This week, the IAPP’s managing director for Canada is on holiday — we do let Kris out occasionally — and it takes two of us to fill in for him, so from Constantine and Dustin, this is the week’s recap on privacy in Canada.
We are facing unprecedented changes and reevaluation of the status quo during this pandemic. Privacy concerns over contact tracing have been brought into popular discussion, and we can anticipate increasing expectations on privacy in Canada.
While Canadians were reminded of the ever-present risk of international breaches impacting them with the most recent Wattpad and Blackbaud data breaches, the reverberations from the "Schrems II" decision also continue to be felt. British Columbia Information and Privacy Commissioner Michael McEvoy joined the chorus in warning that an update to our laws is likely required to continue doing business with the EU.
Quebec, as Kris noted last week, has taken the lead in addressing our gaps by introducing Bill 64 to modernize its privacy legislation, including a mandatory requirement for privacy officers in organizations, emphasizing the grand Canadian principle of accountability. One has to wonder if Canada will experience the same shortages in qualified privacy professionals that the EU did prior to and after the General Data Protection Regulation came into effect.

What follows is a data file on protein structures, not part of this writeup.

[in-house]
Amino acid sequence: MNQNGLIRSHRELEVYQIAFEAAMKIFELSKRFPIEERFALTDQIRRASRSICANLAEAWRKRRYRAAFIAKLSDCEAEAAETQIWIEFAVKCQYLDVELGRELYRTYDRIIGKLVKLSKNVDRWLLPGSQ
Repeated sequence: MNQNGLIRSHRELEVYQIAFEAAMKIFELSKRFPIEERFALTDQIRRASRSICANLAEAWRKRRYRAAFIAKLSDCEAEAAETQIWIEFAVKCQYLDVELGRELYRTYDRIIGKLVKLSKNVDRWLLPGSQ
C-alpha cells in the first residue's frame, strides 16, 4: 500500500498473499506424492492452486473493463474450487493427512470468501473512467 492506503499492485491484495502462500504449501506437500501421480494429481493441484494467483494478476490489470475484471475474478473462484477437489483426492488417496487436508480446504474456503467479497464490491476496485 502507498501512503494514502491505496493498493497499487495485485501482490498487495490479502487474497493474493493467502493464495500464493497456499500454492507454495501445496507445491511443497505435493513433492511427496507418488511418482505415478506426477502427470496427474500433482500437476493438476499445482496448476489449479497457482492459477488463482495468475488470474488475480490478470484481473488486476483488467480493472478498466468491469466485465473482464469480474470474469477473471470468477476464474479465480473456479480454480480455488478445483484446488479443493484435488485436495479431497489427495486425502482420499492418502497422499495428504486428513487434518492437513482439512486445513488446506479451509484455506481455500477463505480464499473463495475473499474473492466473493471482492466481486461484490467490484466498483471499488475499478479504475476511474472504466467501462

And despite the perceived weaknesses of our laws, Canadian commissioners continue to take the lead in providing guidance in our new pandemic-driven world. The Office of the Privacy Commissioner of Canada participated in an international joint statement on the use of video-conferencing technology services, Saskatchewan’s commissioner also supported sharing COVID-19 infection numbers in smaller communities where there was no risk of identification, and Ontario’s commissioner just released helpful guidance for public sector organizations on work-from-home initiatives. The territory of Nunavut’s first privacy commissioner, Elaine Keenan Bengts, is retiring in November and reminded Canadians how privacy and access laws keep governments accountable and protect democracy.
Often it seems Canada’s reputation in privacy stems not so much from our laws, but the people we have been lucky enough to serve in the role of privacy commissioners across our country. Despite their restricted powers, our commissioners have had a global and powerful influence, and it is time to heed their calls for substantive change.
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